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Substance Abuse Dual Diagnosis Treatment Center in Pennsylvania

Dual Diagnosis

A substance use disorder rarely stands alone.

Treating co-occurring disorders alongside SUD is the best way to improve mental health and find the path to recovery.

Substance use disorders, while mental health disorders in and of themselves, are often accompanied by other mental health concerns. These issues can not only make people more likely to use a substance to escape the symptoms but also be worsened by continued substance use. For that reason, dual diagnosis care is essential for treating both disorders, so that true healing is possible.

Dual diagnosis care provides the best foundation for long-term health and sobriety. At Recovery Cove, our team of experienced professionals can carefully tailor a dual-diagnosis treatment program to address your unique needs. Our Pennsylvania co-occurring disorder treatment center is equipped to treat both substance use disorders and a variety of mental health disorders.

At Recovery Cove, we are dedicated to taking the time to meet with each patient to discover and diagnose all co-occurring disorders so we can develop a treatment plan that meets your unique needs.

What Is a Dual Diagnosis?

People entering treatment for a substance use disorder (SUD) often need to address multiple components of their mental health with dual diagnosis care. Any mental health or behavioral disorder that occurs alongside a substance use disorder is known as a co-occurring disorder. When one or more disorders accompany one or more SUDs, the person is said to have a dual diagnosis. Dual diagnosis treatment to address each of the contributing issues is essential to find recovery.

There can be some confusion when it comes to the various terms used to describe the presence of a substance use disorder and another mental health disorder. The term “co-occurring disorder” refers to the other mental health disorder that occurs along with SUD. You may also see the term comorbidity, which is used to describe two or more disorders occurring in the same person. Meanwhile, dual diagnosis refers to the presence of two diagnoses at once and can be also used to describe the type of care necessary for treating SUD and other mental health disorders (i.e., dual diagnosis care).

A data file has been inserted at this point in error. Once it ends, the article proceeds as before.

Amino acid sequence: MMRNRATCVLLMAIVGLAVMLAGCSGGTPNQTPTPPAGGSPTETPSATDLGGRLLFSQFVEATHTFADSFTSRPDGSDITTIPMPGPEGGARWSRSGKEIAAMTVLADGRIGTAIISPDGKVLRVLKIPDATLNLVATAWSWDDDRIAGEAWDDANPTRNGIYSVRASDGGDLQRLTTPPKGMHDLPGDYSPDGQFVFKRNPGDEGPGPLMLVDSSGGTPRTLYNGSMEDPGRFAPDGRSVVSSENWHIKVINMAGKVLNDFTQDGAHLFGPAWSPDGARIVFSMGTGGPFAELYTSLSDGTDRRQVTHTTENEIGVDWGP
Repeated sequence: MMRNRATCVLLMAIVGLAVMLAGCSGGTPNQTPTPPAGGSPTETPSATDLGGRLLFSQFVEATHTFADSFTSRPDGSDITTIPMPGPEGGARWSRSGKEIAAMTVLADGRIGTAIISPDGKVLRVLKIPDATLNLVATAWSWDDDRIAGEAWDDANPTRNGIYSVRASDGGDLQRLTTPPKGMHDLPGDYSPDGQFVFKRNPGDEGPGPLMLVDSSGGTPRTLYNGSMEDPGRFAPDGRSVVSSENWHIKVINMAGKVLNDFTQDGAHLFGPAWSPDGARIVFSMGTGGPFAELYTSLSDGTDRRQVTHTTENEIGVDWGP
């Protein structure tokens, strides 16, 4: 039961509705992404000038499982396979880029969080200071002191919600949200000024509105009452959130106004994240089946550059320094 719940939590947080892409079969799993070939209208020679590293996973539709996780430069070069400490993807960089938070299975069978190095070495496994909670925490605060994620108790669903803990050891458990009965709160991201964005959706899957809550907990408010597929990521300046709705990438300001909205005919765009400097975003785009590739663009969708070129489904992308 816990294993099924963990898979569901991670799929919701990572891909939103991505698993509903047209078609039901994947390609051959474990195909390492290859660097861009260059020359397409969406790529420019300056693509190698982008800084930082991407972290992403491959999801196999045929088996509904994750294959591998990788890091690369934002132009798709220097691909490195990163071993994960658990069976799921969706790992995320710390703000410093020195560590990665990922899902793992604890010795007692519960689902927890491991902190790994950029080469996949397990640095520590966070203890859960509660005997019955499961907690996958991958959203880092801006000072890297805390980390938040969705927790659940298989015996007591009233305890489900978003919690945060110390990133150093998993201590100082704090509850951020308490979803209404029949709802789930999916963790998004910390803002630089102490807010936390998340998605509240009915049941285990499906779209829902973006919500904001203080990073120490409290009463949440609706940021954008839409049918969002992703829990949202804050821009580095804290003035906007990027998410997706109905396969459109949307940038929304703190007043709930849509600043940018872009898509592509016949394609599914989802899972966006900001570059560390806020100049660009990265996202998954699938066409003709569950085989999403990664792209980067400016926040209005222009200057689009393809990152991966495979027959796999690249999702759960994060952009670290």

What Is the New Term for Dual Diagnosis

Which Mental Health Disorders Occur Alongside Addiction?

Some common mental health conditions associated with a dual diagnosis include:

  • Depression
  • Anxiety
  • Bipolar disorder
  • Personality disorders
  • Post-traumatic stress disorder (PTSD)
  • Attention deficit disorder/attention deficit hyperactivity disorder (ADD/ADHD)
  • Obsessive-compulsive disorder (OCD)
  • Eating disorders

Experiencing these or any other mental health disorders significantly increases a person’s risk of developing a SUD compared to the general population.

What Substances Are Commonly Associated With Dual Diagnoses?

The substances used in association with a dual diagnosis can vary widely.

Since these substances are often used to self-medicate, a person may be seeking mood elevation, mood suppression, or anything in between.

Substances commonly associated with a dual diagnosis include:

  • Alcohol
  • Heroin
  • Cocaine
  • Appetite suppressants
  • Prescription medications

In dual diagnosis treatment, it is critical to focus on the complex interplay between the co-occurring disorder and the substance of choice. Then, by addressing the underlying issue, the individual can begin to learn skills and tools to cope with the symptoms of the mental health disorder instead of self-medicating with a substance.

Dual Diagnosis Examples

What Is an Example of Dual Diagnosis?

Dual diagnoses can present in an almost endless variety of ways. The specific combination of substance use disorders and mental health conditions is often unique to each individual, based on their family history, trauma history, environment, accessibility of the substance, and more.

It’s important to note that SUD often occurs when an individual is attempting to combat the symptoms of a mental health disorder. While the brain should release dopamine (the feel-good hormone) naturally, many mental health conditions can cause underproduction or overproduction. Substance use often begins when the individual is using other chemicals to provide, increase, or dampen this effect.

For that reason, mental health disorders often correspond with the effects of the substance of choice.

Examples of dual diagnoses can include:

  • Someone suffering from severe anxiety who relies on alcohol to drown out repetitive worries and develops an alcohol use disorder.
  • Someone suffering from bipolar disorder who relies on heroin to help regulate or elevate their moods when they are experiencing a low and develops opioid use disorder.
  • Someone suffering from PTSD due to military combat begins using painkillers to alleviate physical pain and calm overactive thoughts and develops opioid use disorder.
  • Someone suffering from severe depression who begins using cocaine to provide a mood boost and develops cocaine use disorder.